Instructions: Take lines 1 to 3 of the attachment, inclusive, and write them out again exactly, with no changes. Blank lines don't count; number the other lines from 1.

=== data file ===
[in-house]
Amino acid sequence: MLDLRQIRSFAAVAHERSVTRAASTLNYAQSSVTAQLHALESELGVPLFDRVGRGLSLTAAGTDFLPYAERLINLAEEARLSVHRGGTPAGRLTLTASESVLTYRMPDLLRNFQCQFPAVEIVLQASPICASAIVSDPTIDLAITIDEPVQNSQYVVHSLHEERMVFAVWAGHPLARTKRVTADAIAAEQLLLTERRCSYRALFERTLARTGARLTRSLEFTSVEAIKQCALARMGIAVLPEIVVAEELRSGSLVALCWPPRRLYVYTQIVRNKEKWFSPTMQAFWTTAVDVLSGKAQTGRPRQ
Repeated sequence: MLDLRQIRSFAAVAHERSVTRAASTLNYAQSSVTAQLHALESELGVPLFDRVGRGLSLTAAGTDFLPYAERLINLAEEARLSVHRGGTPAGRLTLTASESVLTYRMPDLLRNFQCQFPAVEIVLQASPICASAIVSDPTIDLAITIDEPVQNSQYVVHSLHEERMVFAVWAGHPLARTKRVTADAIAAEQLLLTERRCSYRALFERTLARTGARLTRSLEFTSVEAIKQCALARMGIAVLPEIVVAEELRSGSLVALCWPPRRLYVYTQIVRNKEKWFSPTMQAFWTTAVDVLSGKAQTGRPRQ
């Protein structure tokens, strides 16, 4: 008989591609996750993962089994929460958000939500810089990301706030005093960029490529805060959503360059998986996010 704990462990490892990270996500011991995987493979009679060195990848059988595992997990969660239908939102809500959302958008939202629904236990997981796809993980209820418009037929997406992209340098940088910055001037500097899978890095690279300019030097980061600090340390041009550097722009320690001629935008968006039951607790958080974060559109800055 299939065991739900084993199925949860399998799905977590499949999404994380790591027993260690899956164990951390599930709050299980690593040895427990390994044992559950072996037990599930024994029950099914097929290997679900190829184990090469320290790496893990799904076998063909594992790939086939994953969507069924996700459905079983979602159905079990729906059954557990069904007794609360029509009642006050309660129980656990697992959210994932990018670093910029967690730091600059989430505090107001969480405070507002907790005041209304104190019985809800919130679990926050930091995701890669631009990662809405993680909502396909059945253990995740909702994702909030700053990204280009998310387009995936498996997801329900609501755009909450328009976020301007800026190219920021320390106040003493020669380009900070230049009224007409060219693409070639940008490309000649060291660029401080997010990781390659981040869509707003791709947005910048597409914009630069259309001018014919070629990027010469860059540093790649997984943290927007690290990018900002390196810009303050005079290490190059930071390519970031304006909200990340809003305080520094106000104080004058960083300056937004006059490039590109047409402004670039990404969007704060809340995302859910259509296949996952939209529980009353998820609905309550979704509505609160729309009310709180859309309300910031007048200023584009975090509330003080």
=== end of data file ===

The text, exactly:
[in-house]
Amino acid sequence: MLDLRQIRSFAAVAHERSVTRAASTLNYAQSSVTAQLHALESELGVPLFDRVGRGLSLTAAGTDFLPYAERLINLAEEARLSVHRGGTPAGRLTLTASESVLTYRMPDLLRNFQCQFPAVEIVLQASPICASAIVSDPTIDLAITIDEPVQNSQYVVHSLHEERMVFAVWAGHPLARTKRVTADAIAAEQLLLTERRCSYRALFERTLARTGARLTRSLEFTSVEAIKQCALARMGIAVLPEIVVAEELRSGSLVALCWPPRRLYVYTQIVRNKEKWFSPTMQAFWTTAVDVLSGKAQTGRPRQ
Repeated sequence: MLDLRQIRSFAAVAHERSVTRAASTLNYAQSSVTAQLHALESELGVPLFDRVGRGLSLTAAGTDFLPYAERLINLAEEARLSVHRGGTPAGRLTLTASESVLTYRMPDLLRNFQCQFPAVEIVLQASPICASAIVSDPTIDLAITIDEPVQNSQYVVHSLHEERMVFAVWAGHPLARTKRVTADAIAAEQLLLTERRCSYRALFERTLARTGARLTRSLEFTSVEAIKQCALARMGIAVLPEIVVAEELRSGSLVALCWPPRRLYVYTQIVRNKEKWFSPTMQAFWTTAVDVLSGKAQTGRPRQ